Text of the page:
Shareholders can “exit” when they disagree with a company’s environmental initiatives by selling their shares in the hopes of financially punishing a company. The problem with this punitive reaction, however, is that most stocks are fungible and there will always be another person willing to buy those shares, says Gilligan. The end result is that a shareholder who exits in an attempt to protest a company’s policies is removed from any potential conversations to change those policies and the company is no worse off financially.

Rather than exercising their ability to exit, Gilligan argues that shareholders should concentrate on using their “voice” constructively and positively. He believes that the most effective way to change corporate policies is for shareholders to recommend those changes themselves in the form of shareholder proposals. In fact, Gilligan notes that the average percentage of shareholders voting to pass climate-related shareholder proposals rose from 8 percent in 1999 to 21 percent in 2013. Shareholder proposals are carrots in the sense that they attempt to persuade a company to implement a change in policy for the sake of its potential benefits, rather than to avoid retaliatory measures from shareholders.

According to Gilligan, the relevant framework for assessing the potential success of any private governance method is to consider its technical potential, behavioral plasticity, and policy plasticity.

The technical potential of an action measures the total emissions reduction achievable under the assumption of perfect compliance, explains Gilligan. He suggests that shifting retailers’ focus towards selling energy-efficient products has tremendous technical potential. Using LED light bulbs, for example, leads to a 75-80% reduction in greenhouse gas emissions when compared to incandescent bulbs.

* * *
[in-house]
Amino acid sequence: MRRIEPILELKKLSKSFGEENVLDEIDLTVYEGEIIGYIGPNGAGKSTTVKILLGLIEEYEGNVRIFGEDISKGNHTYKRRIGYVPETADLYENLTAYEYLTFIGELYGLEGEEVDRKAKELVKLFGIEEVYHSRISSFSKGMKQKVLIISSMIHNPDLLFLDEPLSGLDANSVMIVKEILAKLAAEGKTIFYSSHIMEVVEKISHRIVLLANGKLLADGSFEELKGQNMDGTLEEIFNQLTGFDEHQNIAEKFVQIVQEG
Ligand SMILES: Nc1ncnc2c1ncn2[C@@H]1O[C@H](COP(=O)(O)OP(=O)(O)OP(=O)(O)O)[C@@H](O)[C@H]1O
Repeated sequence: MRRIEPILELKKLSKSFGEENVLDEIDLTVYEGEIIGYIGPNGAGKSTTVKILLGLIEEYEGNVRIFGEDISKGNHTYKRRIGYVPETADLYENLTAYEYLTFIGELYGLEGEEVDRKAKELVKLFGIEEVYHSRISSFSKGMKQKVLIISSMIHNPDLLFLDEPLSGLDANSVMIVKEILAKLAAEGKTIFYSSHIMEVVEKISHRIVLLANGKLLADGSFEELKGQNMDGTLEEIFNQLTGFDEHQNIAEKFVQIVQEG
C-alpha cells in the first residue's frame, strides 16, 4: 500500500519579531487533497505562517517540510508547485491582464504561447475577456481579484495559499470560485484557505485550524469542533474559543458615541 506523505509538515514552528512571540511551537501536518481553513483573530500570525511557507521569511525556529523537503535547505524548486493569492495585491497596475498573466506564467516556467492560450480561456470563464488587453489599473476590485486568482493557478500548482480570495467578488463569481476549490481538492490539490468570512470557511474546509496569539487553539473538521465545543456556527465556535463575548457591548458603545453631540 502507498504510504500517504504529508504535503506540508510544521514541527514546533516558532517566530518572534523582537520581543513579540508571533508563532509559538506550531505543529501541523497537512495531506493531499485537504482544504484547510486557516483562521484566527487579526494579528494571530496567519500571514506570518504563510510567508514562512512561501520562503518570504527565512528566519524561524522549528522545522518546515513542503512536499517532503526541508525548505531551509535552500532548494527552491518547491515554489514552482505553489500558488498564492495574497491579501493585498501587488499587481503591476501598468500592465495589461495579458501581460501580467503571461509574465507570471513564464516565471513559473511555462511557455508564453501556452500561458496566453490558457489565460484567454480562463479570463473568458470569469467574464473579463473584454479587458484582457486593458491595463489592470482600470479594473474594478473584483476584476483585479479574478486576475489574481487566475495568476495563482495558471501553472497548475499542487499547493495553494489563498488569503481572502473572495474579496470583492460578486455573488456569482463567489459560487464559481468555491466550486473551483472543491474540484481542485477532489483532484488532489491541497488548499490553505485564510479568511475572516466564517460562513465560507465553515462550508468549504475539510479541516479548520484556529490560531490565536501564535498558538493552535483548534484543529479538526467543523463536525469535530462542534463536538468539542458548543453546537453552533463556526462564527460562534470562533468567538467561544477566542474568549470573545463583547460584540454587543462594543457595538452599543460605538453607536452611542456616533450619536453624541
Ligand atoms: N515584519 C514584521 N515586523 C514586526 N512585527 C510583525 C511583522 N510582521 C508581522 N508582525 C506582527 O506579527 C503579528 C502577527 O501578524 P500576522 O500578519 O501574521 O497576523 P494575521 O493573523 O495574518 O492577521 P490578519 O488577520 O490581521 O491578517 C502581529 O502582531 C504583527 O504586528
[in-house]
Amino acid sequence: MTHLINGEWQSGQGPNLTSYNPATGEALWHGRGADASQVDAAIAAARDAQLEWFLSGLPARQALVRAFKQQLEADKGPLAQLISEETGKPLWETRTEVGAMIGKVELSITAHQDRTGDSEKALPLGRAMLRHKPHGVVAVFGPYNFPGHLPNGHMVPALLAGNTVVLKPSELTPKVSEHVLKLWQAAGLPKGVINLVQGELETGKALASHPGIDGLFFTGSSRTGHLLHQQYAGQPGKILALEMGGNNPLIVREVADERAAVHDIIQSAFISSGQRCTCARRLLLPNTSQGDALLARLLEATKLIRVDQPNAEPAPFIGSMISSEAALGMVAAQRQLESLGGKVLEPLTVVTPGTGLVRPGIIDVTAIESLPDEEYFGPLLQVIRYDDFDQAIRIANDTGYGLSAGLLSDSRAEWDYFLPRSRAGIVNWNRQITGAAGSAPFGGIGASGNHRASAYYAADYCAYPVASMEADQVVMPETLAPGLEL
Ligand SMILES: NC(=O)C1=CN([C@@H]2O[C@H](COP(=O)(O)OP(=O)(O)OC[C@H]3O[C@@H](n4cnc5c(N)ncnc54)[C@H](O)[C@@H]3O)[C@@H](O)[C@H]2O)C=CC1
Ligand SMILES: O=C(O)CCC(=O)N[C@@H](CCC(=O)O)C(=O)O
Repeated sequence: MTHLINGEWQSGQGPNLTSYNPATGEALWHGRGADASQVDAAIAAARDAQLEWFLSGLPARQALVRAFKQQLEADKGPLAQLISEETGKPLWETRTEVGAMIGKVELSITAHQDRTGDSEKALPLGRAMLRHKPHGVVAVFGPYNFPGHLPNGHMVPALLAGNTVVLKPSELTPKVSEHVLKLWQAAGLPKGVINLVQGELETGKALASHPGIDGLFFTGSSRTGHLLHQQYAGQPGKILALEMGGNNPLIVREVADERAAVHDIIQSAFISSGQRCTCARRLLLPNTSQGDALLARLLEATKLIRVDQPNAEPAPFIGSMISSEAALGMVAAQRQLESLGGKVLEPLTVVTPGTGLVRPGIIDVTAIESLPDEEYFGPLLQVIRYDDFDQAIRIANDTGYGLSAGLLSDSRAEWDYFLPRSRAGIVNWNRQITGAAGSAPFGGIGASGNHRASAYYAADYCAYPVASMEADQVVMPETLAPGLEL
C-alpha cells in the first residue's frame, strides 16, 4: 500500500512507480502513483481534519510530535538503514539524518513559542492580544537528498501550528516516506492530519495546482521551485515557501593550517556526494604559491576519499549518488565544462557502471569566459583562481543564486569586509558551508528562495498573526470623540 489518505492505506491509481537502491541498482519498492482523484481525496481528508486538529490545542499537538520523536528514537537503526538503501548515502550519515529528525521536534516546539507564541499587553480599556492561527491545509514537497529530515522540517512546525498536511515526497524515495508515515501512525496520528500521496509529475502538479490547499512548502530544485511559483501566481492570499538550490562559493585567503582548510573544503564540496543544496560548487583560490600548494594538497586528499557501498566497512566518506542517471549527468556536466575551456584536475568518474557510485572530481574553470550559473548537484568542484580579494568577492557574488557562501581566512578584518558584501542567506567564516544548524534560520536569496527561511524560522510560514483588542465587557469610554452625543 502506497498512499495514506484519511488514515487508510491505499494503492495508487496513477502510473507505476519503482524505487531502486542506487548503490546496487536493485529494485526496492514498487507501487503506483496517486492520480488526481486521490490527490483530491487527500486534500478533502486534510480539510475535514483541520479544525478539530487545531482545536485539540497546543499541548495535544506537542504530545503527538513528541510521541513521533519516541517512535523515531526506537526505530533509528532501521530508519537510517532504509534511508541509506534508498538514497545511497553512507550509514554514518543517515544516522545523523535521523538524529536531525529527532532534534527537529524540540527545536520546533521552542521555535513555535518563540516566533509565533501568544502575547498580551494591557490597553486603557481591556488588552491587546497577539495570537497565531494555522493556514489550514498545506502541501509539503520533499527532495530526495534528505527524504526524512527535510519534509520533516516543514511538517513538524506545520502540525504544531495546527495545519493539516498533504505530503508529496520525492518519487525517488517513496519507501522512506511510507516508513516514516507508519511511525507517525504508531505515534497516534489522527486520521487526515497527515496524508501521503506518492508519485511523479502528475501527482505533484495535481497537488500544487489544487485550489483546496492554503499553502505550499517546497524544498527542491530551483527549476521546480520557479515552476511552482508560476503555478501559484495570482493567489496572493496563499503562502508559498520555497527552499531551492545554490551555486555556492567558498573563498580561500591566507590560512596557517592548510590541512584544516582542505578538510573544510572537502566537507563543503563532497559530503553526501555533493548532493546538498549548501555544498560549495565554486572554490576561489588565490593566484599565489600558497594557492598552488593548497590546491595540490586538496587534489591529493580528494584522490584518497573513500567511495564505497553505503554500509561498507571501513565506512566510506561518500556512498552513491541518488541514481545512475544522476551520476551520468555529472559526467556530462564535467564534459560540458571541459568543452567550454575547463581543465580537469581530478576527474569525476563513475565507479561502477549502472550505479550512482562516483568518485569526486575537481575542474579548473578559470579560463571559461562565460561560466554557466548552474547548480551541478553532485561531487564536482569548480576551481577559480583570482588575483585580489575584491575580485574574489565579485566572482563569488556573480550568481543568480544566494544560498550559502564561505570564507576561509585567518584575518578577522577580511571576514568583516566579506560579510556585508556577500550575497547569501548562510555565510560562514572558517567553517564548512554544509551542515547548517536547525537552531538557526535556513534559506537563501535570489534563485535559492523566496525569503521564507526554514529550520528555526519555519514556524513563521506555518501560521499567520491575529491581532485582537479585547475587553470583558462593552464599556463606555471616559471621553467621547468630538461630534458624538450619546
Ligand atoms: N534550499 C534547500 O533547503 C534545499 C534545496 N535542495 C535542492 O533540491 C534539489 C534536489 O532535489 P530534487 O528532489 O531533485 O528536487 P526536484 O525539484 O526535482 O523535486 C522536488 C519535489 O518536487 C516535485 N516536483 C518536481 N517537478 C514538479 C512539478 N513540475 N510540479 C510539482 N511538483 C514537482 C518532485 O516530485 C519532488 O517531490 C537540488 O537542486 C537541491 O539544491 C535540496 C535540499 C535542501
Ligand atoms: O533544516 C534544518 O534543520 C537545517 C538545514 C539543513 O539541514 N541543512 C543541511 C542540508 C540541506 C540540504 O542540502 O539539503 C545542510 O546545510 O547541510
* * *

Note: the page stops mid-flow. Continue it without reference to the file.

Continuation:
Behavioral plasticity refers to what level of compliance could realistically be expected to result  from a  given private governance policy, says Gilligan. For example, Gilligan argues that shareholder resolutions to implement environmental initiatives are often well-received by large firms and therefore have a high degree of behavioral plasticity. That is, even when shareholder resolutions do not receive the required number of votes, one study suggests that many companies will nevertheless change their practices if a significant minority of its shareholders express concern.

Finally, Gilligan explains that policy plasticity considers how easily a firm could actually implement a private governance policy. His findings suggest that it is far easier for institutions with long-term outlooks to address environmental risks through private governance than it is for firms or investors obsessed with short-term returns. Thus, the most significant obstacle to successful private governance is convincing firms to take a longer view when considering the potential benefits of a policy change.

Gilligan concludes by suggesting that shareholder proposals have promise as an effective form of private environmental governance, especially in the absence of government regulation. Using the framework he proposes for evaluating private governance techniques, Gilligan predicts that proposals will have the greatest chance of succeeding when emissions reductions and sustainable practices are presented as offering short-term cost savings and benefits to the organization’s reputation.